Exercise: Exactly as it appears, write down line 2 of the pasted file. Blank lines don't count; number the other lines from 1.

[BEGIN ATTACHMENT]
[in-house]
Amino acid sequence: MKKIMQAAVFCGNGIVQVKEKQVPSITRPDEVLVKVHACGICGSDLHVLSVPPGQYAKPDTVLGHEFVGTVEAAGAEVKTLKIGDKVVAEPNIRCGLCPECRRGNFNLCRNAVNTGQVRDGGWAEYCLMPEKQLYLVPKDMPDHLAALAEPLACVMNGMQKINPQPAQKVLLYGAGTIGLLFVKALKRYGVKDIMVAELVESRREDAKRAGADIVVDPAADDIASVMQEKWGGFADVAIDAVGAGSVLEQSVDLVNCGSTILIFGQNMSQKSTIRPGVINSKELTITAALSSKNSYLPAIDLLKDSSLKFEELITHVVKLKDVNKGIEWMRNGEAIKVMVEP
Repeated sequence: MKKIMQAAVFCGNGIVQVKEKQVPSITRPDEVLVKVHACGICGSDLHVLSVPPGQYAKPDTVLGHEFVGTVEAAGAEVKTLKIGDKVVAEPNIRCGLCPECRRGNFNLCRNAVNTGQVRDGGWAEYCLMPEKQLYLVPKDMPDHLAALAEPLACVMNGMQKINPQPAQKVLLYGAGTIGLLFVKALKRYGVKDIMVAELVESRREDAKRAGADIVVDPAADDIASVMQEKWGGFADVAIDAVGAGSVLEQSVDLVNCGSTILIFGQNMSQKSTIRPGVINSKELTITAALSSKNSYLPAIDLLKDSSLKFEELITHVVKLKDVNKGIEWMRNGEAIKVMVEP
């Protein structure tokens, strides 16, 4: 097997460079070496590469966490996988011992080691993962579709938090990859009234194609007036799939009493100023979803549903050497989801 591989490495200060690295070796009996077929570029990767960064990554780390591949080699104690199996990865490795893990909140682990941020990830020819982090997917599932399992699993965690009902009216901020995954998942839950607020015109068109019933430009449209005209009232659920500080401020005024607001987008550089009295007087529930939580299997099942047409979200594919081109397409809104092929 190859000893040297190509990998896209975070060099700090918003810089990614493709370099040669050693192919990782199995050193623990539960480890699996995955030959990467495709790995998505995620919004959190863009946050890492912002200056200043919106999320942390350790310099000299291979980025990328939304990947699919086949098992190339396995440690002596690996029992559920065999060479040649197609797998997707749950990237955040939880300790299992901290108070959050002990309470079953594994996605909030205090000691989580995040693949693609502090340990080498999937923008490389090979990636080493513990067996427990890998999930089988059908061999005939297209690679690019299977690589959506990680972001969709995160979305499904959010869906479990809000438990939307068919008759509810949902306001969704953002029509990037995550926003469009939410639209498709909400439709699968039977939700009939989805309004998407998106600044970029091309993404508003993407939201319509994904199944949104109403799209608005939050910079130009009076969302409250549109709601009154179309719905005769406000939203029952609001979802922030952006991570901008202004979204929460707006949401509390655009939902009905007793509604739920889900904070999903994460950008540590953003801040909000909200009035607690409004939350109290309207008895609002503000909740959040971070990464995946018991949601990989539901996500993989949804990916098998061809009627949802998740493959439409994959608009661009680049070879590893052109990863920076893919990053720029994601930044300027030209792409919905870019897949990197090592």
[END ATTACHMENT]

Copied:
Amino acid sequence: MKKIMQAAVFCGNGIVQVKEKQVPSITRPDEVLVKVHACGICGSDLHVLSVPPGQYAKPDTVLGHEFVGTVEAAGAEVKTLKIGDKVVAEPNIRCGLCPECRRGNFNLCRNAVNTGQVRDGGWAEYCLMPEKQLYLVPKDMPDHLAALAEPLACVMNGMQKINPQPAQKVLLYGAGTIGLLFVKALKRYGVKDIMVAELVESRREDAKRAGADIVVDPAADDIASVMQEKWGGFADVAIDAVGAGSVLEQSVDLVNCGSTILIFGQNMSQKSTIRPGVINSKELTITAALSSKNSYLPAIDLLKDSSLKFEELITHVVKLKDVNKGIEWMRNGEAIKVMVEP